Repost from The Center for Biological Diversity
Third Fiery Accident in Three Weeks Shows Need for Immediate Major Safety Upgrades for Shipments of Crude by Rail
GALENA, Ill.— An oil train transporting more than 100 cars of highly volatile crude oil derailed and caught fire today in northwest Illinois near the Mississippi River — the third explosive oil train accident in three weeks. Billowing columns of dark smoke and fireballs shooting hundreds of feet into the air were visible this afternoon as at least two tank cars caught fire. Early reports are that first responders had to pull back from the fire due to the heat and ongoing danger of more tank cars catching fire and exploding. The incident follows in close succession fiery oil train derailments in Ontario and West Virginia.
“The only thing more mind-boggling than three such accidents in three weeks is the continued lack of action by the Obama administration to protect us from these dangerous oil trains,” said Mollie Matteson, a senior scientist at the Center for Biological Diversity. “The government has the authority to take immediate action to address this crisis — which puts homes, waters and wildlife at risk – and yet it has sat back and watched.”
The Center for Biological Diversity recently released a report on the danger of oil trains traveling tracks throughout the United States. Among the findings were that some 25 million people live within the one-mile “evacuation zone” of tracks carrying oil trains and that the trains pass through 34 wildlife refuges and critical habitat for 57 endangered species.
The Illinois accident joins a growing list of devastating oil train derailments over the past two years. There has been a more than 40-fold increase in crude oil transport by rail since 2008, but no significant upgrade in federal safety requirements. Oil transport has increased from virtually nothing in 2008 to more than 500,000 rail cars of oil in 2014. Billions of gallons of oil pass through towns and cities ill-equipped to respond to the kinds of explosions and spills that have been occurring. Millions of gallons of crude oil have been spilled into waterways.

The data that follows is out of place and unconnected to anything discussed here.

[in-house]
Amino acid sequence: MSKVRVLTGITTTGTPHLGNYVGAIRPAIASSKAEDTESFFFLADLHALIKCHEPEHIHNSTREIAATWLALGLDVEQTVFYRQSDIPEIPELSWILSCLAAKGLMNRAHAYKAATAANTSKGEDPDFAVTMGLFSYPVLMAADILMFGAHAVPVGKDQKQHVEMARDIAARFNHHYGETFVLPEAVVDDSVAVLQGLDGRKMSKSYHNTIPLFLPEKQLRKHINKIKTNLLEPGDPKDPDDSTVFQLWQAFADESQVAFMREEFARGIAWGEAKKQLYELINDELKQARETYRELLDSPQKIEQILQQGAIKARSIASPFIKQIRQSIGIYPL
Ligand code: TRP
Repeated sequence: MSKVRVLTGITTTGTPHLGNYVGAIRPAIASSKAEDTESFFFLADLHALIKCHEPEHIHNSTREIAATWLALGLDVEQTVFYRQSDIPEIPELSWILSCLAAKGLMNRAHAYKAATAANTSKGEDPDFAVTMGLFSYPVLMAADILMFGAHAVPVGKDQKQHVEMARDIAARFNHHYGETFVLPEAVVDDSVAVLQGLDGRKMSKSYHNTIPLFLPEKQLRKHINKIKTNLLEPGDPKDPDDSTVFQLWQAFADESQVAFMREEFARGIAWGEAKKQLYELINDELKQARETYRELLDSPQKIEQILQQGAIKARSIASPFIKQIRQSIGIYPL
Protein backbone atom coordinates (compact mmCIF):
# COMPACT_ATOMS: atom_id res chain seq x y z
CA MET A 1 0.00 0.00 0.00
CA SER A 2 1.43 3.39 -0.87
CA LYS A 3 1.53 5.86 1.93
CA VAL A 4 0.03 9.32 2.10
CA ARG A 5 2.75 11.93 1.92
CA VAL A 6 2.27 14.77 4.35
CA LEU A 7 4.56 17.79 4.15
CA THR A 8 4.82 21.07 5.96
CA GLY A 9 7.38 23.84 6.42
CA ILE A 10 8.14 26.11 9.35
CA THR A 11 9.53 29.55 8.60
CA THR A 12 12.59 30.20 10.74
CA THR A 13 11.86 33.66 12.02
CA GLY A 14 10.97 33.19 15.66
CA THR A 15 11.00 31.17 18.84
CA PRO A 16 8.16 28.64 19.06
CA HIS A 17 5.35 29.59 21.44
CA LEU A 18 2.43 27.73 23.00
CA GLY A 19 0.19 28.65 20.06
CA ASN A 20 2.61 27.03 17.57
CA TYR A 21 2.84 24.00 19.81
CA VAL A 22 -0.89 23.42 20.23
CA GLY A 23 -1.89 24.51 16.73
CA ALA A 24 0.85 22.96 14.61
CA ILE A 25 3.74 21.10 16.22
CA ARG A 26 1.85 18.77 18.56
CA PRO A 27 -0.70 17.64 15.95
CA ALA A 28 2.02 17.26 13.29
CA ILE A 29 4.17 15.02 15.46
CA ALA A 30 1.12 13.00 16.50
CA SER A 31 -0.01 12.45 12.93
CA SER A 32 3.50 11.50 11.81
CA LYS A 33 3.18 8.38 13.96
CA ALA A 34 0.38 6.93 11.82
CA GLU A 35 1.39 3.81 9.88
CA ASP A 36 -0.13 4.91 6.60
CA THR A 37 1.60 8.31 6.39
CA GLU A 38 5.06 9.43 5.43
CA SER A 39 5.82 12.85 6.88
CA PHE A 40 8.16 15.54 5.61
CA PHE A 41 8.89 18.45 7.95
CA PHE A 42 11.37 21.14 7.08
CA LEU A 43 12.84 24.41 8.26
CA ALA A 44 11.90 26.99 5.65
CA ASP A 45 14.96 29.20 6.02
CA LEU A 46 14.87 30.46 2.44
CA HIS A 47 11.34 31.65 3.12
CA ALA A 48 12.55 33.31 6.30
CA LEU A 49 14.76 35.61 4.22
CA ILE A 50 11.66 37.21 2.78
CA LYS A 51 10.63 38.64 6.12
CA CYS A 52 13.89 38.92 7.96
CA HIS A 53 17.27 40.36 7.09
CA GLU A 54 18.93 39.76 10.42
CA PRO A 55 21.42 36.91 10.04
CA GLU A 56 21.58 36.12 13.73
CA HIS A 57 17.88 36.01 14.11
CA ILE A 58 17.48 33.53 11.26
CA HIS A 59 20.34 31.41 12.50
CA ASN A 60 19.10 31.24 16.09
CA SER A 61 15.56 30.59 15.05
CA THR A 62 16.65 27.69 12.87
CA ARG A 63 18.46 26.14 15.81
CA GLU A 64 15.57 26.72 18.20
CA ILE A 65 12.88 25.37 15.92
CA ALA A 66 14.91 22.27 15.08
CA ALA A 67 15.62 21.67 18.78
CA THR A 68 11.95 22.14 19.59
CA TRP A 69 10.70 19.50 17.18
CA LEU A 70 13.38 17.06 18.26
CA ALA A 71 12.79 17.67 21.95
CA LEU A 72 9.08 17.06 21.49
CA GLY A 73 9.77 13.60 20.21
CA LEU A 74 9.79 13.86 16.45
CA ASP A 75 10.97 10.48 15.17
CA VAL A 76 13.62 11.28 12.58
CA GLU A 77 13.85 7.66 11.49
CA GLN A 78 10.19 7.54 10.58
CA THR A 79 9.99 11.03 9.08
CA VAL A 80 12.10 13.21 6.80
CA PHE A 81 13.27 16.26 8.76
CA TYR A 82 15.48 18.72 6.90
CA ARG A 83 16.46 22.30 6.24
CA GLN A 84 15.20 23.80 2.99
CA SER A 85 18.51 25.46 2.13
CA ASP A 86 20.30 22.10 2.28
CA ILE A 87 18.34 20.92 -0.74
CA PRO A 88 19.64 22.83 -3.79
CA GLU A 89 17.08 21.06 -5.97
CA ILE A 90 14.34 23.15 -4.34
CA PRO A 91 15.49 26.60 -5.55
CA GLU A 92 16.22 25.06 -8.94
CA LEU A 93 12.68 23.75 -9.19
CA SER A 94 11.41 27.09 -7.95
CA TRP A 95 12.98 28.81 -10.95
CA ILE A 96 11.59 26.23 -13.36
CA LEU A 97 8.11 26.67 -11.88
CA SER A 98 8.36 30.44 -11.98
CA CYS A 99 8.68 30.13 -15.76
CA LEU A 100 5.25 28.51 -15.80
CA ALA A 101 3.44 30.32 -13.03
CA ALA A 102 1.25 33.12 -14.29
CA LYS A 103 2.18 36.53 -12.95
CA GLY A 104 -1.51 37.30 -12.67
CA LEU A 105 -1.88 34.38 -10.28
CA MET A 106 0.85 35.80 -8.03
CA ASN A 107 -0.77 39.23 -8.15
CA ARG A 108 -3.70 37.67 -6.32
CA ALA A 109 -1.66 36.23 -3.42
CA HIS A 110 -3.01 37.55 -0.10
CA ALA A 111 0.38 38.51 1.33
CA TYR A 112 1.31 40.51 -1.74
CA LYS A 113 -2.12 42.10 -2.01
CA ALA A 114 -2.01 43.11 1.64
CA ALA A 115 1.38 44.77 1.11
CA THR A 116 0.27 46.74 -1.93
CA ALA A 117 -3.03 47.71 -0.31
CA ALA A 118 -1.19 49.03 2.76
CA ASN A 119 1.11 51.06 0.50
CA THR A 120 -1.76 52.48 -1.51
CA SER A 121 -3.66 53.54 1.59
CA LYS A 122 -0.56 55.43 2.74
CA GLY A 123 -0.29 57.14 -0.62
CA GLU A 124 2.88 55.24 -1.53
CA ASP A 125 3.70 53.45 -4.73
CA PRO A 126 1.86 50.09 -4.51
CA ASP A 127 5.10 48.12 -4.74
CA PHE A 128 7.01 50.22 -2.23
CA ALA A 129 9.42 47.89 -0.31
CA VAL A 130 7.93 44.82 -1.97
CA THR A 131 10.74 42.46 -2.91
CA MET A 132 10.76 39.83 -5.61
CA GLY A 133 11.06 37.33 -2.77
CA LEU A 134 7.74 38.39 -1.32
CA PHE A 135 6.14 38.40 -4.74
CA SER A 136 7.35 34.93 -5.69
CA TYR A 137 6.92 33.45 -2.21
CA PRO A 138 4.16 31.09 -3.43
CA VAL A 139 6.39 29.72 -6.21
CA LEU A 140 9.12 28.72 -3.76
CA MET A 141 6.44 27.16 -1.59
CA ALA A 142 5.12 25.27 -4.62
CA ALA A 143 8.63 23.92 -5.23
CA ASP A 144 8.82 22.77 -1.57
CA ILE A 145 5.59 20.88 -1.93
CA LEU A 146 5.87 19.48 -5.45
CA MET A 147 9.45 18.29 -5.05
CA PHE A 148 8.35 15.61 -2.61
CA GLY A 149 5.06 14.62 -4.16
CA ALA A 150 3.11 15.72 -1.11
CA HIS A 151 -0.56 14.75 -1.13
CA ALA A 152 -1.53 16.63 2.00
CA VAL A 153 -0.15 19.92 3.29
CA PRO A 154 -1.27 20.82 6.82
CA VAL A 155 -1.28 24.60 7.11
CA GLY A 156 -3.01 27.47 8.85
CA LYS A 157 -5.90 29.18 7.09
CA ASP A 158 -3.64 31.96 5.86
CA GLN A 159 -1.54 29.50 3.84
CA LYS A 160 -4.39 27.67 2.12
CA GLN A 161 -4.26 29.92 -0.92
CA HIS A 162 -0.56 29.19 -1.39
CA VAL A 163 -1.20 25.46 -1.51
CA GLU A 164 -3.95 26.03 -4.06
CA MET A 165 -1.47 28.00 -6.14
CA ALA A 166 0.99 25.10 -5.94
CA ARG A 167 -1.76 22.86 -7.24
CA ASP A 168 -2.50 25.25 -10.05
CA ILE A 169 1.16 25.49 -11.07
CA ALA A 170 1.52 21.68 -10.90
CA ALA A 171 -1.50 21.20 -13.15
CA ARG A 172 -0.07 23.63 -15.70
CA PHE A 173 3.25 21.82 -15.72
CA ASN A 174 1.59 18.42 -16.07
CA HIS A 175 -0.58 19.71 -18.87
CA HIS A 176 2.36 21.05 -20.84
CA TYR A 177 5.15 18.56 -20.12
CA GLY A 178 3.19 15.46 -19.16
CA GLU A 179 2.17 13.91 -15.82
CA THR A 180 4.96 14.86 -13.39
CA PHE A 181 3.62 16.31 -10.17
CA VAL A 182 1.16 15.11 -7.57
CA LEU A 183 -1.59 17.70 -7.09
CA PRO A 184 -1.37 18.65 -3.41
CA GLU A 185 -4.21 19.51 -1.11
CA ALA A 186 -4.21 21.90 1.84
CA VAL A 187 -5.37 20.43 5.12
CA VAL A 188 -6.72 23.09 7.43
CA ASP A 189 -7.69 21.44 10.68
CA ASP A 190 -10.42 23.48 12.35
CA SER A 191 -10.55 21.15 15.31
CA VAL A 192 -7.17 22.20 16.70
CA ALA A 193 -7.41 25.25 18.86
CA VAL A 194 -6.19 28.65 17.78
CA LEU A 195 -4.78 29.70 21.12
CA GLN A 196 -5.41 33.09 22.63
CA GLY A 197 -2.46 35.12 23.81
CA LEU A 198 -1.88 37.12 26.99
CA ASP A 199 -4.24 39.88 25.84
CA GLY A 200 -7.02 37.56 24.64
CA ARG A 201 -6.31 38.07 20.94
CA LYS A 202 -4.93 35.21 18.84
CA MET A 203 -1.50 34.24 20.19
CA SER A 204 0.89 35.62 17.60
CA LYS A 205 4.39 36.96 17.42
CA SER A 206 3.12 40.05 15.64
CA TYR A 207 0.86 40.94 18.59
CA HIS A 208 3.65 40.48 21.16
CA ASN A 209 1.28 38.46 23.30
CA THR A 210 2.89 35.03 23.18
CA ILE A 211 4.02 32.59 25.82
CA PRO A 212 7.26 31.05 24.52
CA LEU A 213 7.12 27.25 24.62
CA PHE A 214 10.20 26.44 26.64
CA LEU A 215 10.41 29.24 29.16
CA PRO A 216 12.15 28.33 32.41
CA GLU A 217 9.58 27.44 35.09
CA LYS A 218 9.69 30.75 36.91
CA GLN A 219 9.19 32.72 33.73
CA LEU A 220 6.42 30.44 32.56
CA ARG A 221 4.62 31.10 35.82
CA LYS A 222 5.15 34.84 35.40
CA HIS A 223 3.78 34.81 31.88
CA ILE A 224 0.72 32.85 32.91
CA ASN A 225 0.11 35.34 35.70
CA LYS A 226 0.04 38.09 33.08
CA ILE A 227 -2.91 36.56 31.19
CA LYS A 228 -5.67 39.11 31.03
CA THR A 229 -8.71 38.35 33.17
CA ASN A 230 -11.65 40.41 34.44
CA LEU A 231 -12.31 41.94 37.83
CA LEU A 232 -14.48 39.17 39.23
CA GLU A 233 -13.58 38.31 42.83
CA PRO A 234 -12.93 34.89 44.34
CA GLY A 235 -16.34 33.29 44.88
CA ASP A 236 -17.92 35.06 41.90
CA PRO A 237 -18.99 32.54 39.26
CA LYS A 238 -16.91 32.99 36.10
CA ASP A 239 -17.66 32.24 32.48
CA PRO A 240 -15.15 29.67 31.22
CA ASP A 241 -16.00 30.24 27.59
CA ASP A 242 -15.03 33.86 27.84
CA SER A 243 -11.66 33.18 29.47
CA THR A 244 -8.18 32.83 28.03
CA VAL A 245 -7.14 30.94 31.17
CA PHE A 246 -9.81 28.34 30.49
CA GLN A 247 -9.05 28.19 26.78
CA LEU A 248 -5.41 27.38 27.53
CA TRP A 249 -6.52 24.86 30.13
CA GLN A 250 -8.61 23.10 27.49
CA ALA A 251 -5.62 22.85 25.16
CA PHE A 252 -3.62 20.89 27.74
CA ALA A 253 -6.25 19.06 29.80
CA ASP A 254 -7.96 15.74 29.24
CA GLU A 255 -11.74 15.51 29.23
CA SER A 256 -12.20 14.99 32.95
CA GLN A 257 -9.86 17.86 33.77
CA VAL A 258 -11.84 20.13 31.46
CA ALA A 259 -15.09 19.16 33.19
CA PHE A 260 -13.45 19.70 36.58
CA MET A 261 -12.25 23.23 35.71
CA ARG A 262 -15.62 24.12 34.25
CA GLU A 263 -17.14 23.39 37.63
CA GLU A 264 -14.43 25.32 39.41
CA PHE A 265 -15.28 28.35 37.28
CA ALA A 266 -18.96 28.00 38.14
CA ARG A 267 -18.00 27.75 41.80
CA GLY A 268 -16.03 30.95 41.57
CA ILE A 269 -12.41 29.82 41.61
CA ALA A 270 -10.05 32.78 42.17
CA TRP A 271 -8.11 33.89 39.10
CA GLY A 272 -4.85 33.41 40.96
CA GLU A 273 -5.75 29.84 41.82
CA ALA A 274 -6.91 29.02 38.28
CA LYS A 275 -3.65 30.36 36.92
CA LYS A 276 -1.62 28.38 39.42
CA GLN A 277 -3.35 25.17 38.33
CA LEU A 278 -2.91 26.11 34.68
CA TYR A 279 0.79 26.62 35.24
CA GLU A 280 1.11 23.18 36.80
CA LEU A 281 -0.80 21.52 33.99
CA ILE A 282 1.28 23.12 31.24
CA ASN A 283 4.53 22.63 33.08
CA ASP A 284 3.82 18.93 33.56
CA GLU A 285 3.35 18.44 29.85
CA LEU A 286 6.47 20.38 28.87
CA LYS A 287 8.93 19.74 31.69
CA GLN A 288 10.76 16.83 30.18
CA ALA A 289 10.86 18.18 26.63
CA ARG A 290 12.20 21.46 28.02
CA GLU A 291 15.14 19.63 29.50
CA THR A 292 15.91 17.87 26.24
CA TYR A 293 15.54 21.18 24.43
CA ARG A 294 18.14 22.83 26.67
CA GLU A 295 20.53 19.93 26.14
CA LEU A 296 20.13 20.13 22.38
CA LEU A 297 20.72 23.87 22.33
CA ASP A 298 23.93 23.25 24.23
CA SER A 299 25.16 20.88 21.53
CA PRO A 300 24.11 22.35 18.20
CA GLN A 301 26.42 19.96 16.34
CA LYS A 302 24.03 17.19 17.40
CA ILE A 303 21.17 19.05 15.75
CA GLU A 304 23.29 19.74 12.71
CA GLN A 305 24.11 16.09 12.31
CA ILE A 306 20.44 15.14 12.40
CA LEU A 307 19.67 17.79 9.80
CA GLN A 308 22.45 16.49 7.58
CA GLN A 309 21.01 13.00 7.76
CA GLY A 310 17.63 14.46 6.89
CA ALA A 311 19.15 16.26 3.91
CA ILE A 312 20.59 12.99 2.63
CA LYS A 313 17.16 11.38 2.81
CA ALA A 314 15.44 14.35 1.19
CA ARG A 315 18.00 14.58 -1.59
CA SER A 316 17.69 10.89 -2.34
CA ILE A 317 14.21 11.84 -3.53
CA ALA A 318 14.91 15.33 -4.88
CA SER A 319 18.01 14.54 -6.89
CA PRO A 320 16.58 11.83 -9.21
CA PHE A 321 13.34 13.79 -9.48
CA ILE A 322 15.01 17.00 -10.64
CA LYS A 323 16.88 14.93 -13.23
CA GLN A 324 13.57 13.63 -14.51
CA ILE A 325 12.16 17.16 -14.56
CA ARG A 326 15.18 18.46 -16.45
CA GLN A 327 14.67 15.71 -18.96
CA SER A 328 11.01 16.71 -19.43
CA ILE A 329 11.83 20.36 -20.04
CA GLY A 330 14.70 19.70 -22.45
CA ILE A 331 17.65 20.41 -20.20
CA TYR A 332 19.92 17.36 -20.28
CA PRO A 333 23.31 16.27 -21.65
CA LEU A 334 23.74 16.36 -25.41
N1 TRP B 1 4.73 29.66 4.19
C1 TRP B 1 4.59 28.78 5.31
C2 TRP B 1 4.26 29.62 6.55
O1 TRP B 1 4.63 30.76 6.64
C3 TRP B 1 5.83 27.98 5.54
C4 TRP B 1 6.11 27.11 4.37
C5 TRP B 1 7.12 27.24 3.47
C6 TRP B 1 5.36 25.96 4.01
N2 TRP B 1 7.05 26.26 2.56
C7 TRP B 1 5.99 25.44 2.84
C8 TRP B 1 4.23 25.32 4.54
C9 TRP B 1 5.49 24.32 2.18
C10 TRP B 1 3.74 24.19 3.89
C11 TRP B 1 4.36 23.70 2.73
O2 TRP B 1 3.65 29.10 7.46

Today’s derailment happened where the Galena River meets the Mississippi River. There are no reports of injuries or fatalities, or of drinking water intake closures, although there are communities in the area that draw water from the Mississippi. The Burlington Northern Santa Fe train included 103 tank cars transporting volatile crude oil from the Bakken oil fields of North Dakota.
Loaded oil trains on this particular line first must pass through densely populated areas such as Minneapolis-St. Paul and La-Crosse. The trains also pass through the Upper Mississippi River National Wildlife Refuge, about 50 miles upstream of the derailment site. According to the U.S. Fish and Wildlife Service, the Mississippi River corridor “provides productive fish and wildlife habitat unmatched in the heart of America.”
“There are simply no excuses left for the Obama administration. The fact that these trains are still moving on the rails is a national travesty,” said Matteson. “The next explosive wreck — and there will be more, so long as nothing changes — may take lives, burn up a town or level a city business district, and pollute the drinking water of thousands of people. Enough is enough.”
A series of fiery oil-train derailments in the United States and Canada has resulted in life-threatening explosions and destructive oil spills. The worst was a derailment in Quebec in July 2013 that killed 47 people, forced the evacuation of 2,000 people, and incinerated portions of a popular tourist town.
Ethanol shipments by rail have also raised safety concerns. On Feb. 4, a train transporting ethanol derailed along the Mississippi River in Iowa, catching fire and sending an unknown amount of ethanol into the river.
In February the U.S. Department of Transportation sent new rules governing oil train safety to the White House for review, prior to public release. However, the proposed rules fail to require appropriate speed limitations, and it will be at least another two and a half years before the most dangerous tank cars are phased out of use for the most hazardous cargos. The oil and railroad industries have lobbied for weaker rules on tank car safety and brake requirements. The industries also want more time to comply with the new rules.
Yet, without regulations that will effectively prevent derailments and rupture of tank cars, oil trains will continue to threaten people, drinking water supplies and wildlife, including endangered species.
The Center has also petitioned for oil trains that include far fewer tank cars and for comprehensive oil spill response plans for railroads as well as other important federal reforms, and is also pushing to stop the expansion of projects that will facilitate further increases in crude by rail.
The Center for Biological Diversity is a national, nonprofit conservation organization with more than 825,000 members and online activists dedicated to the protection of endangered species and wild places.